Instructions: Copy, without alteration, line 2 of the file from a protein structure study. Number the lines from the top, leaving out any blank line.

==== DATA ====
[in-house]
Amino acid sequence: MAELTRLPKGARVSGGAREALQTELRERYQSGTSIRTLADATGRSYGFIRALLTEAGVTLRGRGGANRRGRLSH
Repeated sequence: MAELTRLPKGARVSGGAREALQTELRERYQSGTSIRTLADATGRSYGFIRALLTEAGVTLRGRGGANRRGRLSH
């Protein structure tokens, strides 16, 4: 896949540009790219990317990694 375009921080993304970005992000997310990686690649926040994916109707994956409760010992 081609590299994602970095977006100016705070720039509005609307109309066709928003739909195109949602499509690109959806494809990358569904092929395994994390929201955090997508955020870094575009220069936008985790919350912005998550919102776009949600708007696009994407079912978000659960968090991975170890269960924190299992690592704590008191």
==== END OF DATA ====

Amino acid sequence: MAELTRLPKGARVSGGAREALQTELRERYQSGTSIRTLADATGRSYGFIRALLTEAGVTLRGRGGANRRGRLSH